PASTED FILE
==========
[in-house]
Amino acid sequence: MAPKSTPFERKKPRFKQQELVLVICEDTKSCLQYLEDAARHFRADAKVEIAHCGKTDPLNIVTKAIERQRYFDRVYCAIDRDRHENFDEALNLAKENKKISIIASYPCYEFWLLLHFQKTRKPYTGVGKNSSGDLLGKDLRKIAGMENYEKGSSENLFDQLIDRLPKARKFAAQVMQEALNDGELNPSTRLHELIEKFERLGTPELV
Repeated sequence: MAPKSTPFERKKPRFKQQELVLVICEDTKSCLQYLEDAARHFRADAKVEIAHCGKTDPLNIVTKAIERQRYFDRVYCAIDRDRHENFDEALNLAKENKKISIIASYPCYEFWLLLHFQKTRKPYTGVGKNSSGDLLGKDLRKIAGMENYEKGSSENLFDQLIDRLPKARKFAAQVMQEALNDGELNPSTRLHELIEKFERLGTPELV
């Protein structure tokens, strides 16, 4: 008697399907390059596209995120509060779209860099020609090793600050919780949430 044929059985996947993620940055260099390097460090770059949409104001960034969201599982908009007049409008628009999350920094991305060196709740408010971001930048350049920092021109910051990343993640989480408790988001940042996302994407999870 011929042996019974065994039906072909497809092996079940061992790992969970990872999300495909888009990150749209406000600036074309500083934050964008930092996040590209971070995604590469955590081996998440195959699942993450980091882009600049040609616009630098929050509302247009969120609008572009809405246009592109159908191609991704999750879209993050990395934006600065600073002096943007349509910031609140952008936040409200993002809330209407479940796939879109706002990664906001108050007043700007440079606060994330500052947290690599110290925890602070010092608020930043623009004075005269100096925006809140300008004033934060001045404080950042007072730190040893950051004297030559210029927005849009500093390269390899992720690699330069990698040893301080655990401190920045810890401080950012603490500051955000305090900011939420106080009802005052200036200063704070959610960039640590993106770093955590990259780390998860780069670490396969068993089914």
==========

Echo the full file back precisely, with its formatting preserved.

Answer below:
[in-house]
Amino acid sequence: MAPKSTPFERKKPRFKQQELVLVICEDTKSCLQYLEDAARHFRADAKVEIAHCGKTDPLNIVTKAIERQRYFDRVYCAIDRDRHENFDEALNLAKENKKISIIASYPCYEFWLLLHFQKTRKPYTGVGKNSSGDLLGKDLRKIAGMENYEKGSSENLFDQLIDRLPKARKFAAQVMQEALNDGELNPSTRLHELIEKFERLGTPELV
Repeated sequence: MAPKSTPFERKKPRFKQQELVLVICEDTKSCLQYLEDAARHFRADAKVEIAHCGKTDPLNIVTKAIERQRYFDRVYCAIDRDRHENFDEALNLAKENKKISIIASYPCYEFWLLLHFQKTRKPYTGVGKNSSGDLLGKDLRKIAGMENYEKGSSENLFDQLIDRLPKARKFAAQVMQEALNDGELNPSTRLHELIEKFERLGTPELV
């Protein structure tokens, strides 16, 4: 008697399907390059596209995120509060779209860099020609090793600050919780949430 044929059985996947993620940055260099390097460090770059949409104001960034969201599982908009007049409008628009999350920094991305060196709740408010971001930048350049920092021109910051990343993640989480408790988001940042996302994407999870 011929042996019974065994039906072909497809092996079940061992790992969970990872999300495909888009990150749209406000600036074309500083934050964008930092996040590209971070995604590469955590081996998440195959699942993450980091882009600049040609616009630098929050509302247009969120609008572009809405246009592109159908191609991704999750879209993050990395934006600065600073002096943007349509910031609140952008936040409200993002809330209407479940796939879109706002990664906001108050007043700007440079606060994330500052947290690599110290925890602070010092608020930043623009004075005269100096925006809140300008004033934060001045404080950042007072730190040893950051004297030559210029927005849009500093390269390899992720690699330069990698040893301080655990401190920045810890401080950012603490500051955000305090900011939420106080009802005052200036200063704070959610960039640590993106770093955590990259780390998860780069670490396969068993089914």